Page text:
Sunday, September 23, 2007

Middle Fork Judith glorious but abused

The Arch

Glorious Fall colors already in the Middle Fork

One of the many crossings


Catching our breath in one of the many caves

The canyon walk
We took Dodger Newhall’s Montana Wilderness Association walk down the Middle Fork of the Judith River in the Little Belt Mountains Saturday for the third time. The area is southeast of Great Falls not far from Stanford.
My wife considers this an annual event now, something we eagerly anticipate.
As usual, Newhall’s leadership and the scenery on the hike were stellar.
The area was in full fall color and the water seemed especially cold as we crossed it repeatedly as it winds its way down a narrow limestone canyon.
Each time I take this hike, which starts near the Yogo Creek confluence with the Middle Fork, climbs to Woodchopper Ridge and then down the lovely Arches Coulee trail to the Middle Fork, its beauty stuns me.
I am also stunned that it hasn’t been designated wilderness yet by Congress.
An 89,000 acres area in the Lewis and Clark National Forest has been under study as the Middle Fork of the Judith Wilderness since the mid-70s.
It has been held up by in holdings at the head of the river and by strident opposition from off road vehicle users who cross the river more than 30 times to its head.
When I first came into this area about 30 years ago it was jeep and motorcycles that crossed the stream.
This absurd behavior must come to an end
Now it is the four wheelers, the ATVs or “quads.”
They make a mess of the stream when they get into it.
The Forest Service has got to be able to recognize the damage these ATVs are doing to the stream and forest.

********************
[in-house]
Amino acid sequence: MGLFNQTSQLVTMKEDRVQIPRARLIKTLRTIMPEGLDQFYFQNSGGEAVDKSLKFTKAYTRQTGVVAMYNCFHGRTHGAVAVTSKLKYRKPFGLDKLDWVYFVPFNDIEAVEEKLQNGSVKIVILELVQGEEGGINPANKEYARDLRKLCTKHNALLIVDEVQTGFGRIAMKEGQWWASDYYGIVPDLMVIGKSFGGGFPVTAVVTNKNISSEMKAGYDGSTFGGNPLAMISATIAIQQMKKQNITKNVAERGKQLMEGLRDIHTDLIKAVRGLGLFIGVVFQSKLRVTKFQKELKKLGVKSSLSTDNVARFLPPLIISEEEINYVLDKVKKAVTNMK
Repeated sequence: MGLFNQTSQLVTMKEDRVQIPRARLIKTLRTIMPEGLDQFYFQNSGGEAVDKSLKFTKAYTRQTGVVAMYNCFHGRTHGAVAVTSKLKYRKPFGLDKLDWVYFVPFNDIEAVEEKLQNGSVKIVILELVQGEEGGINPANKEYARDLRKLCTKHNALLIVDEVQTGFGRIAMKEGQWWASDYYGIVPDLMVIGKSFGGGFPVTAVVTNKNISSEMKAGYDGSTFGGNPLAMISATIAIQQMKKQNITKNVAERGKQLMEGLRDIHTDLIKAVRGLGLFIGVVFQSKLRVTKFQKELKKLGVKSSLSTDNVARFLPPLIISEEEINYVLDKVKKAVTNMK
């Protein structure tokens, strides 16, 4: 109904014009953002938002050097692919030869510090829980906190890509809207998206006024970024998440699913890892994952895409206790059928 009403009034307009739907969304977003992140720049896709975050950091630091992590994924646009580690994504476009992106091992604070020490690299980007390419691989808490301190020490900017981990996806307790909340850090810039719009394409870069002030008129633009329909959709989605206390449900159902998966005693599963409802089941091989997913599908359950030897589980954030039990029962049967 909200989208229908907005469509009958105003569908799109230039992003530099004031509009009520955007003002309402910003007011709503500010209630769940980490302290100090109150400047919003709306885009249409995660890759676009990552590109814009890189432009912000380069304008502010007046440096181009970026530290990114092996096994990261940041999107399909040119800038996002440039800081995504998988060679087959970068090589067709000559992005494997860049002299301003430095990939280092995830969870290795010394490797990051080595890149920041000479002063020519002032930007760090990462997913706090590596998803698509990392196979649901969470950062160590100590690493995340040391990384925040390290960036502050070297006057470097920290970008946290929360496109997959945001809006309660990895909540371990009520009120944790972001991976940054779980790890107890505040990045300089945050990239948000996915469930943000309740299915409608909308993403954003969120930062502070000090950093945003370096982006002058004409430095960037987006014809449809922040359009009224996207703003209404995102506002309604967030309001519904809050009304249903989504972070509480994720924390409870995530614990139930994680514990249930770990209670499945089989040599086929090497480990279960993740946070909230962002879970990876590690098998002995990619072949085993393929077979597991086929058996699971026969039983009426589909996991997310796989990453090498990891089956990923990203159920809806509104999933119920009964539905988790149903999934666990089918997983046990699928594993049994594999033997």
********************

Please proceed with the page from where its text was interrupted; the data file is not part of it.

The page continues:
The area represents what is most beautiful about the Little Belt Mountains and should be protected.

2 comments:

paul lehman said...

Sorry to say Tom that I grew up riding my motorcycle on those trails as well as the trails around the Logging Creek area 30 years ago. Interesting that there has been off-road vehicle use for 30 years and yet the beauty is still intact. That's mainly because the area hasn't been overrun by out of state folks that don't respect the land or treat it like the backyard it is to many Montanans. I will tell you that I do have somewhat of the same opinion now after turning in my motorcycle for a mountain bike. ATV use in my opinion ruins the nature of the trail for all other users. Taking what was once a nice singletrack and turning into a double track that only fits other ATVs. Unfortunately, I encounterd that July 2006 while mtn biking trails around Monument Peak. What scares me is the momentum that occurs when areas are set off limits - first it's the jeeps, motorcycles and ATVs....then shortly after, the line starts to form to get the mtn bikes off the trails. In extreme cases there has been closure to access of all kinds - including campers and hikers. If the land and trails have been used in a respectful manner by all parties for 30 years, I say keep the watchdog in the yard but don't let him loose...sometimes he bites his owner.
Paul Lehman
Boise, ID

Out there with Tom said...

Paul:
Unfortunately, these were locals cruising the bottoms.
It is local folk who are stopping regulation.
I would agree that we should be concerned about over regulation, but the land here begs for that help.
Thank you for your thoughtful comments.